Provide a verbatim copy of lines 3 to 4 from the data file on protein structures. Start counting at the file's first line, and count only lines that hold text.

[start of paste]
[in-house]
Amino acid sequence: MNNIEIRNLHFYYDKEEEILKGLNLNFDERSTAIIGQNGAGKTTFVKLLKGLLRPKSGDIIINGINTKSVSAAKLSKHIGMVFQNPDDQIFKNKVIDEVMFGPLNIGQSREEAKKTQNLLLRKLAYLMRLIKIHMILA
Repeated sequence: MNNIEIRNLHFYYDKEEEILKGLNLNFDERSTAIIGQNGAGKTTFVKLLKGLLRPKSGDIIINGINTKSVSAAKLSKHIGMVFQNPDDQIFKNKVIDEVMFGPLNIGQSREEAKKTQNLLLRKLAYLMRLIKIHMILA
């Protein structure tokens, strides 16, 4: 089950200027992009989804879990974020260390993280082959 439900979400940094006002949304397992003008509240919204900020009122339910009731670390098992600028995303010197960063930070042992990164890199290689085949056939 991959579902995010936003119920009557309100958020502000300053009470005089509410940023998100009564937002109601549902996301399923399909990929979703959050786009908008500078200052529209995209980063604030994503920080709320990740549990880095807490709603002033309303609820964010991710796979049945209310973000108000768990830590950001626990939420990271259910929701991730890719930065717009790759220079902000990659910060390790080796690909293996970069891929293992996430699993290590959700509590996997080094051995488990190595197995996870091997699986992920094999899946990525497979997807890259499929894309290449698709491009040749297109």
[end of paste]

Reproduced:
Repeated sequence: MNNIEIRNLHFYYDKEEEILKGLNLNFDERSTAIIGQNGAGKTTFVKLLKGLLRPKSGDIIINGINTKSVSAAKLSKHIGMVFQNPDDQIFKNKVIDEVMFGPLNIGQSREEAKKTQNLLLRKLAYLMRLIKIHMILA
């Protein structure tokens, strides 16, 4: 089950200027992009989804879990974020260390993280082959 439900979400940094006002949304397992003008509240919204900020009122339910009731670390098992600028995303010197960063930070042992990164890199290689085949056939 991959579902995010936003119920009557309100958020502000300053009470005089509410940023998100009564937002109601549902996301399923399909990929979703959050786009908008500078200052529209995209980063604030994503920080709320990740549990880095807490709603002033309303609820964010991710796979049945209310973000108000768990830590950001626990939420990271259910929701991730890719930065717009790759220079902000990659910060390790080796690909293996970069891929293992996430699993290590959700509590996997080094051995488990190595197995996870091997699986992920094999899946990525497979997807890259499929894309290449698709491009040749297109």